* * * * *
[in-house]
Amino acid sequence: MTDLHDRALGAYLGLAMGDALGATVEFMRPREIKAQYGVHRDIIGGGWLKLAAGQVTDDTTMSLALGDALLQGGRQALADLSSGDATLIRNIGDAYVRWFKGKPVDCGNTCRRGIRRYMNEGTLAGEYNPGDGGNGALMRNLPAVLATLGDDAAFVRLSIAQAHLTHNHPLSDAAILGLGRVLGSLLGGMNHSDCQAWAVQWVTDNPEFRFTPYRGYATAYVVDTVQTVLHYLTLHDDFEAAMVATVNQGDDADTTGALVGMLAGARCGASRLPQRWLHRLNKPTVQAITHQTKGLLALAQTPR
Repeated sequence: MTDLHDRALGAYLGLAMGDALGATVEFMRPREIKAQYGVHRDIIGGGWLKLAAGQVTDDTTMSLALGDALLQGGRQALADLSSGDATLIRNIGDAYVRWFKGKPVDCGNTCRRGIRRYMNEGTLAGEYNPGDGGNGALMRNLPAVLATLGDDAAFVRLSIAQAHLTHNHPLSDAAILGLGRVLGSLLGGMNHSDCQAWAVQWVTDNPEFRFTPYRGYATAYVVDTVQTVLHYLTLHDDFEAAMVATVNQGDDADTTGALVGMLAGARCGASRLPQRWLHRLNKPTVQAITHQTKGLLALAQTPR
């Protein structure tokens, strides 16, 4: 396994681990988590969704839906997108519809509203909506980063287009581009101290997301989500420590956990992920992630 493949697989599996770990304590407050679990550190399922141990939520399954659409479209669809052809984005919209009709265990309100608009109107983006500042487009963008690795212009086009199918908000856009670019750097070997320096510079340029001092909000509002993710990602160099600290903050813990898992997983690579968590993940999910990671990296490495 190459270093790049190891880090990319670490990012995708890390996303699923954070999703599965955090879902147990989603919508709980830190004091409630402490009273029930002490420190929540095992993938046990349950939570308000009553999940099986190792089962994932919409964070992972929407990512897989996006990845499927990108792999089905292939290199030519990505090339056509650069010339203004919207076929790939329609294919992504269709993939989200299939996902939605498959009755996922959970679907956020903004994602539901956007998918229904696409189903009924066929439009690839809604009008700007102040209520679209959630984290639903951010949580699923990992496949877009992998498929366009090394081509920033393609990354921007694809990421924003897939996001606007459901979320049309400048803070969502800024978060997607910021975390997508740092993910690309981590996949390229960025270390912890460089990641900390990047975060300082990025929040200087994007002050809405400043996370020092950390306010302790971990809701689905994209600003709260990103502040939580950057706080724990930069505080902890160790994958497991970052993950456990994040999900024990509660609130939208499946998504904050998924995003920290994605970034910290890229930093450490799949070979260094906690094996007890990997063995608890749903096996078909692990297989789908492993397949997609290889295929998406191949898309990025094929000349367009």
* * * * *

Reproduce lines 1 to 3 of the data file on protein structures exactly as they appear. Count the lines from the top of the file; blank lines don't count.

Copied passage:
[in-house]
Amino acid sequence: MTDLHDRALGAYLGLAMGDALGATVEFMRPREIKAQYGVHRDIIGGGWLKLAAGQVTDDTTMSLALGDALLQGGRQALADLSSGDATLIRNIGDAYVRWFKGKPVDCGNTCRRGIRRYMNEGTLAGEYNPGDGGNGALMRNLPAVLATLGDDAAFVRLSIAQAHLTHNHPLSDAAILGLGRVLGSLLGGMNHSDCQAWAVQWVTDNPEFRFTPYRGYATAYVVDTVQTVLHYLTLHDDFEAAMVATVNQGDDADTTGALVGMLAGARCGASRLPQRWLHRLNKPTVQAITHQTKGLLALAQTPR
Repeated sequence: MTDLHDRALGAYLGLAMGDALGATVEFMRPREIKAQYGVHRDIIGGGWLKLAAGQVTDDTTMSLALGDALLQGGRQALADLSSGDATLIRNIGDAYVRWFKGKPVDCGNTCRRGIRRYMNEGTLAGEYNPGDGGNGALMRNLPAVLATLGDDAAFVRLSIAQAHLTHNHPLSDAAILGLGRVLGSLLGGMNHSDCQAWAVQWVTDNPEFRFTPYRGYATAYVVDTVQTVLHYLTLHDDFEAAMVATVNQGDDADTTGALVGMLAGARCGASRLPQRWLHRLNKPTVQAITHQTKGLLALAQTPR